Artificial intelligence (AI), resurgent in an era of Alexa and Siri, is transforming whole industries. Increasingly cheap and easy to use, AI seems to offer almost limitless potential to archivists. Machine learning technologies offer archives radical new capabilities and possibilities, while the challenges of appraisal, selection and sensitivity review of born-digital records might only be solvable through AI.
Use artificial intelligence (AI) to help create two nights of experimental programming on network BBC TV on BBC Four, by delving into the treasures of the vast BBC Archive. And then dig deeper, and use AI and machine learning to create mini-BBC Four style segments in a programme presented by Hannah Fry, to illustrate how the technology works.
So why were we doing it? Here at R&D we’re already exploring how AI and machine learning technologies could transform the future of media production, and are always looking to work with programme makers to support and future proof the BBC.
The BBC has one of the largest broadcast archives in the world, and manually searching millions of programme hours is near impossible. It’d take decades for one person to watch them all.
The increasing digitisation of the archive gives us the opportunity to develop AI tech to help filmmakers and schedulers find hidden gems – programmes and content that may otherwise not be seen again, or overlooked. And we are able to utilize the speed of machines to help us, as a computer’s gaze is much faster than ours and can scan a years’ worth of TV in a couple of days.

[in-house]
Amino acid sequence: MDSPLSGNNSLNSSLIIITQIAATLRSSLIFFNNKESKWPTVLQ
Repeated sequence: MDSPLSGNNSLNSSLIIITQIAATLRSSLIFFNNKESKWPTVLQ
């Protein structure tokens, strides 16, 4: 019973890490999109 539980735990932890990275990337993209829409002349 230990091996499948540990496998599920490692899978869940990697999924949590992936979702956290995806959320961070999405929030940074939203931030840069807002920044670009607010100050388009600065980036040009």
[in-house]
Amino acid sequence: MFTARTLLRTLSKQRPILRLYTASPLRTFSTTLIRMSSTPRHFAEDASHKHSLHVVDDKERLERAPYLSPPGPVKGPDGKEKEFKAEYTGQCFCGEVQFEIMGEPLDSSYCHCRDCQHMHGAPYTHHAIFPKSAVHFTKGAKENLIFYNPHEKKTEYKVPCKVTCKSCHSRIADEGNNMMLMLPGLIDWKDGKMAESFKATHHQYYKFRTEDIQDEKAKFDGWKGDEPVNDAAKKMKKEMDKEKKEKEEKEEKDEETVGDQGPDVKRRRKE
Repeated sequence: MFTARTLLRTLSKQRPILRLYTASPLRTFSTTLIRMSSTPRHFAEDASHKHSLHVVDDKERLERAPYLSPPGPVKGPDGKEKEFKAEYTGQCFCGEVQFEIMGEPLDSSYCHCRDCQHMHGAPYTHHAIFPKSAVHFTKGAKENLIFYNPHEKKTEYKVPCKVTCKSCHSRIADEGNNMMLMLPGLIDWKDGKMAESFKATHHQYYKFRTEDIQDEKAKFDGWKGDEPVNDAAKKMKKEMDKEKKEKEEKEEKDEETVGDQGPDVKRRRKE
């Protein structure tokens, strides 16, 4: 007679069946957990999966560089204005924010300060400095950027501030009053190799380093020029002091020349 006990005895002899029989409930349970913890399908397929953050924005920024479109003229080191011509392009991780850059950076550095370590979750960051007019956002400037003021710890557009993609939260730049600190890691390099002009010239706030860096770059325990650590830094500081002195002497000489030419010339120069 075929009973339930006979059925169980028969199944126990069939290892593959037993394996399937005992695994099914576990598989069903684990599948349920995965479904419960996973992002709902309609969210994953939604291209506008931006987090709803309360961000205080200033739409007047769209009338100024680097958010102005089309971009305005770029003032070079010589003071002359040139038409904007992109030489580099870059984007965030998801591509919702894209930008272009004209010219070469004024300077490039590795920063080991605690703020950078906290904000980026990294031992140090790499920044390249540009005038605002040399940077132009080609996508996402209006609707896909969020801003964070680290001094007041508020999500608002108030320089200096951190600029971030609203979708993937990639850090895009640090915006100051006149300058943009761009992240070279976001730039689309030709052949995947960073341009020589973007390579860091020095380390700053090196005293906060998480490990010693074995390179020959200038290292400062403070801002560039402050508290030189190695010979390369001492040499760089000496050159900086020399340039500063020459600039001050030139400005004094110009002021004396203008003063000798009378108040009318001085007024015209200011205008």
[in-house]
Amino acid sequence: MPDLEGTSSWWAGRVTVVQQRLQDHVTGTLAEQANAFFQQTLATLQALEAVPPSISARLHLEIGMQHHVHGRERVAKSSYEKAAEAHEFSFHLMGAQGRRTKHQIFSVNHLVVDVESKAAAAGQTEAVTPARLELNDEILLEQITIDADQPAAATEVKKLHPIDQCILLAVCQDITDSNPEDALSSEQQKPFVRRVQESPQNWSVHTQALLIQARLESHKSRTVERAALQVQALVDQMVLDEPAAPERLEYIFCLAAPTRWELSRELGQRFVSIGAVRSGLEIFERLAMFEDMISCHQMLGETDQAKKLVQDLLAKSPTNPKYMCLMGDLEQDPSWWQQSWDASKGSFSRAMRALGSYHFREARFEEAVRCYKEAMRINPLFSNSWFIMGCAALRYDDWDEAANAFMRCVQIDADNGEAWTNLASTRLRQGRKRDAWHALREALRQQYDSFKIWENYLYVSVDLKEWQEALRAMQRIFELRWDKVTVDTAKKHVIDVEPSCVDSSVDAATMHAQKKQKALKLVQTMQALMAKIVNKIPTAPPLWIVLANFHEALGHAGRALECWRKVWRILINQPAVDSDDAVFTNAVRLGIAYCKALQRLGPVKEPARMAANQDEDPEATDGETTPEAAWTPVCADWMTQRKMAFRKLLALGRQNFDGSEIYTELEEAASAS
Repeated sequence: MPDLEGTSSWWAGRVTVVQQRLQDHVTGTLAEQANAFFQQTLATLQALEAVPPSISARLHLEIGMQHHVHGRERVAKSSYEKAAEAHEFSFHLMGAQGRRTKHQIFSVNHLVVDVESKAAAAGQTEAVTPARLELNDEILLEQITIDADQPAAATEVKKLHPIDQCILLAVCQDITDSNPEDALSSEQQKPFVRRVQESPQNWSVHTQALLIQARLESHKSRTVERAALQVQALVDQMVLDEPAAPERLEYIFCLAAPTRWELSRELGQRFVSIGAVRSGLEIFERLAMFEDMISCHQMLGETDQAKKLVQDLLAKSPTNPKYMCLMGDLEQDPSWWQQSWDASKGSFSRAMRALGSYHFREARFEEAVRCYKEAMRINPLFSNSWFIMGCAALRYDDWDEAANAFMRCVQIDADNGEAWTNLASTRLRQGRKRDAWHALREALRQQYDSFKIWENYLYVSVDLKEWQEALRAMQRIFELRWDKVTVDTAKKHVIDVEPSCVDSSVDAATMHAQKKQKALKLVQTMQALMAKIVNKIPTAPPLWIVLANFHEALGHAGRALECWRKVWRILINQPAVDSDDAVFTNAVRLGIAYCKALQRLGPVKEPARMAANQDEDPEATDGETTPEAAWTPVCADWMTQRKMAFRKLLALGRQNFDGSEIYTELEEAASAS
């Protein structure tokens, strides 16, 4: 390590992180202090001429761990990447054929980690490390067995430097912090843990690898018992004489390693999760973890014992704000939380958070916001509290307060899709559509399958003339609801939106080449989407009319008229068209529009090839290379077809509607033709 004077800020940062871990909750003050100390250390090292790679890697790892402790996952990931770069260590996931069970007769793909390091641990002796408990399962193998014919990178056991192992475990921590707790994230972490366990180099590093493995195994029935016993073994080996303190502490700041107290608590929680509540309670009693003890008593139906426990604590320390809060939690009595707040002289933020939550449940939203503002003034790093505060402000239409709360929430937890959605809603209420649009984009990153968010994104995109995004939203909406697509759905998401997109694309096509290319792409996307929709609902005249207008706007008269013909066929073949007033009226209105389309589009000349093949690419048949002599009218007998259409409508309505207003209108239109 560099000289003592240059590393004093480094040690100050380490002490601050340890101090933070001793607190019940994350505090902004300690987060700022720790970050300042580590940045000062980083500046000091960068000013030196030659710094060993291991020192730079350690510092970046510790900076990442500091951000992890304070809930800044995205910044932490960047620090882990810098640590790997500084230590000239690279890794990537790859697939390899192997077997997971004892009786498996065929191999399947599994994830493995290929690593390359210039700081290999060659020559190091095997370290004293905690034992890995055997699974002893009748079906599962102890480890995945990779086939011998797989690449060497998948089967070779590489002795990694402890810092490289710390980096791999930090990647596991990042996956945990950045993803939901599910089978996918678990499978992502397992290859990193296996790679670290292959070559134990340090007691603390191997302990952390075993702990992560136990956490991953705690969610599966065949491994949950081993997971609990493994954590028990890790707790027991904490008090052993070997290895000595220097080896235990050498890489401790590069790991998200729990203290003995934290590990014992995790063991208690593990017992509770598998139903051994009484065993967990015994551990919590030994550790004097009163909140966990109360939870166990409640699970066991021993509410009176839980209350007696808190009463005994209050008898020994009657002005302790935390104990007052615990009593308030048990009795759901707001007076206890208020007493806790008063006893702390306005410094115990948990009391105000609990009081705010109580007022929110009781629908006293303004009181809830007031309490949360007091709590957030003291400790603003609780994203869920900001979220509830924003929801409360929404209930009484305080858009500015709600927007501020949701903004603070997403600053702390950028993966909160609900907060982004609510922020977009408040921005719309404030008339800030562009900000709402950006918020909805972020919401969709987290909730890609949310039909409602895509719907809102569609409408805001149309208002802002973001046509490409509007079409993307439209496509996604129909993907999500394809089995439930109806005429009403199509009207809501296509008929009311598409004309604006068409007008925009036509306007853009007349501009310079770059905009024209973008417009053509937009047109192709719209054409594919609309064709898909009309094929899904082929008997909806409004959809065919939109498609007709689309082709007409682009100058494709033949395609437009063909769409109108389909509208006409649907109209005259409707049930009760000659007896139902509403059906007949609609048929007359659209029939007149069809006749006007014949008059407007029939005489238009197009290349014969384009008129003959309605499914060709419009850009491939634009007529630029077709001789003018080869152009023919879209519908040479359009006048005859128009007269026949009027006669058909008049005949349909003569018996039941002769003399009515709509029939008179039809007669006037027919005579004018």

R&D have previously worked with BBC Four, so it was a great to collaborate again and we agreed with BBC Four Editor Cassian Harrison that artificial intelligence, an emerging trend, would be a great choice. Two ideas were finally selected that could make their working lives easier and complement their schedule best. And so BBC 4.1 was born.
First, we would use machine learning to pick out likely shows for an evening’s entertainment on BBC Four from the vast BBC Archive. The channel’s scheduler would then use this list to select what would be broadcast.
Now BBC Four is quite a distinctive channel, so we’ve had to create the new technology ourselves, drawing on the work of developers around the world. It’s been done in-house by R&D and can’t be bought off the shelf. It’s in its early stages and we’ve been working with academics to refine it, including one from Mexico who is working on a PhD about teaching computers to enjoy television.
The AI examined the programmes that BBC Four had shown in the past and their attributes, analyzing their descriptions and subjects – be it music, history or science. Computers trawled through more than 270,000 programmes across the archive that were available in digital form, ranking the top 150 most relevant factual ones by what you could call their ‘BBC Four-ness’. Schedulers then used the list to select those to show across two nights, the 4th and 5th September 2018.
Posted by Caroline Alton on 5 Sep 2018, last updated 22 Oct 2019